The Homeless Can’t Stay Home
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It may sound obvious, but the homeless can’t stay home. So how do homeless people avoid exposure to Covid-19? And where do they quarantine if they test positive for the virus? New York City’s Department of Homeless Services had little in place to deal with a pandemic and over 60,000 people remain in shelters struggling to quarantine. Mental Health Peer Specialist, EMT, and advocate for the homeless, Allilsa Fernandez, tells Laura how the shelter organizing movement is applying strategies like mutual aid to fill the gaps in the system. She says the nation is now recognizing what communities of color have long known and practiced: reliance on one another in the absence of support from the state.
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What can we do to protect homeless people from Covid-19 in NYC? Allilsa Fernandez explains her work connecting homeless people to resources that can help them, and how this is being tailored to the current public health crisis. In the beginning of the Covid-19 epidemic, the New York City Department of Homeless Services had very little in place to protect the homeless. There is no place for the homeless to quarantine in the city, notes Fernandez. They have to stay in shelters where social distancing is all but impossible and without access to the necessary personal protective equipment. Neither do they have access to cleaning products, hand sanitizer, and often, even food.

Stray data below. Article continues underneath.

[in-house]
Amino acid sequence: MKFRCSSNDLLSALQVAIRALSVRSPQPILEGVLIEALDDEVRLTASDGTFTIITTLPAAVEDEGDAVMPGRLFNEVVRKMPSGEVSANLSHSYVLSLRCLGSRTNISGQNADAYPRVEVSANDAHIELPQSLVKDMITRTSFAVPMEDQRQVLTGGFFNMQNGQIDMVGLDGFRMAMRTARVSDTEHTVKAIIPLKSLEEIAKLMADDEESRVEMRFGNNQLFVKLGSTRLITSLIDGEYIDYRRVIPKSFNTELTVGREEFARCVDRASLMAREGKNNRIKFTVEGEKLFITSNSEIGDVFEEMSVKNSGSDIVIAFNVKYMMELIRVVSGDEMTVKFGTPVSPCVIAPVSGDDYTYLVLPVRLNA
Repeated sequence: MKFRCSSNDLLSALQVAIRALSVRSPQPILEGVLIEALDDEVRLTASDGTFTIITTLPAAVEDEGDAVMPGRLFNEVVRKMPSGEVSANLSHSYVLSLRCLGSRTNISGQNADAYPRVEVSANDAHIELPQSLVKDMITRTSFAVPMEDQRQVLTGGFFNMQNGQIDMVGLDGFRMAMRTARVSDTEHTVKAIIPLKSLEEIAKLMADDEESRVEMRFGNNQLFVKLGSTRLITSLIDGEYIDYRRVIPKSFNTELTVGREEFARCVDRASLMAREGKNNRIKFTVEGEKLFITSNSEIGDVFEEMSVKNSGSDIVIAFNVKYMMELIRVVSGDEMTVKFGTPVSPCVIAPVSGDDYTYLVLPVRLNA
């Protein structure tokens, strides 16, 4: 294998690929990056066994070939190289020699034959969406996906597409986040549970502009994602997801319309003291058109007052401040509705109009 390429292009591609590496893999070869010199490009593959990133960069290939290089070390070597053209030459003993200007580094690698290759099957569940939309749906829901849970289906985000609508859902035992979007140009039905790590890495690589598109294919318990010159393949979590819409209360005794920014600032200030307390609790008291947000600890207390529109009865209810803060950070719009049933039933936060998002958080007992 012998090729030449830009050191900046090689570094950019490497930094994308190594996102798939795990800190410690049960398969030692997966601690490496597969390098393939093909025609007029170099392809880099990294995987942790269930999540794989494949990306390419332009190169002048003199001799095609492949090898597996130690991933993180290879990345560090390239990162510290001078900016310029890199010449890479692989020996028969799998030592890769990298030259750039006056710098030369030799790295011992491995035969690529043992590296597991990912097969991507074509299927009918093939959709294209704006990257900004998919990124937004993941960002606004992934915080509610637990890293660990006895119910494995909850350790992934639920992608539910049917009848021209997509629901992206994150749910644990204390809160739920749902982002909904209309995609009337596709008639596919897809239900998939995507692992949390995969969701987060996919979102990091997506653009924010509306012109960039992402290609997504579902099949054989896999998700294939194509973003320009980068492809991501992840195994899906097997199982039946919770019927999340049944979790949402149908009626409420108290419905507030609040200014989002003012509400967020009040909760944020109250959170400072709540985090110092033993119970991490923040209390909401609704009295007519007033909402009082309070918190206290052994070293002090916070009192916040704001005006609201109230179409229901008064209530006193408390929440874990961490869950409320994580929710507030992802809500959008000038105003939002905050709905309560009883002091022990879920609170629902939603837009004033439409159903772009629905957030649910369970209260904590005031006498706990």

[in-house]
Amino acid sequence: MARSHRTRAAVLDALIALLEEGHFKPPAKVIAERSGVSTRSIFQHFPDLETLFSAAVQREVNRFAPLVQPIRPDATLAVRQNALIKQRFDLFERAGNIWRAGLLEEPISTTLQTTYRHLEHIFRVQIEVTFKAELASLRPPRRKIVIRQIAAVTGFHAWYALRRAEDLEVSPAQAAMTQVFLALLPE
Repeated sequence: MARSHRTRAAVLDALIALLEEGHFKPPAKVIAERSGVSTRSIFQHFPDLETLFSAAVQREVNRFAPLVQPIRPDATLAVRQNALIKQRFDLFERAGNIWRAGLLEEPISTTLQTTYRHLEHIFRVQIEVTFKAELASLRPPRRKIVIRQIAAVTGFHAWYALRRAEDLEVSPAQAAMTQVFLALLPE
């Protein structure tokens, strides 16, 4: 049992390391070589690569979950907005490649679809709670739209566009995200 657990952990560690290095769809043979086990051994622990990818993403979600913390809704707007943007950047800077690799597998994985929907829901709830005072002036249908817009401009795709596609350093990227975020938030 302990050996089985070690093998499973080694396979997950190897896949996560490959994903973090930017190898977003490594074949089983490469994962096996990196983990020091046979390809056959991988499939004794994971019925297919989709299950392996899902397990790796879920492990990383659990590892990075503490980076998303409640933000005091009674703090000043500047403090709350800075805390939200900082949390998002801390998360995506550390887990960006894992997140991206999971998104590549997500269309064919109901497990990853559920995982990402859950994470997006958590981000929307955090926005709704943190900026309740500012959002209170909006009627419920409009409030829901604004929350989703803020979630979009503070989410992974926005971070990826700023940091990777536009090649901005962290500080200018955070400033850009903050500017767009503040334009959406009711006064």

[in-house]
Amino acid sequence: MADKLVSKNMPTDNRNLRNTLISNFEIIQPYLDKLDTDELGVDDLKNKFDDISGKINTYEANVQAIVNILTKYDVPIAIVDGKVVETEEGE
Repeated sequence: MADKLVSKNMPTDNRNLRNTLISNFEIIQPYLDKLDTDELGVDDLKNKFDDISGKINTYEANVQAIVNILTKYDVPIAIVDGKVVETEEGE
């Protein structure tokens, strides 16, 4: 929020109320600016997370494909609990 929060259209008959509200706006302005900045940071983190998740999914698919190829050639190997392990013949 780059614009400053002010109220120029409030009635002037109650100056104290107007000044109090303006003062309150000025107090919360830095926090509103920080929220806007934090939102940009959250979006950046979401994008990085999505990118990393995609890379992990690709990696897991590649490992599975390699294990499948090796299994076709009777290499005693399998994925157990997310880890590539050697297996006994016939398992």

These communities are turning to mutual aid to address their needs. The needs of people of color have been neglected by the government throughout our history, but now, notes Fernandez, the strategies they’ve developed are starting to become popular in other communities. Coming out of this crisis, we have an opportunity to redesign the system and take into consideration the needs of the most vulnerable.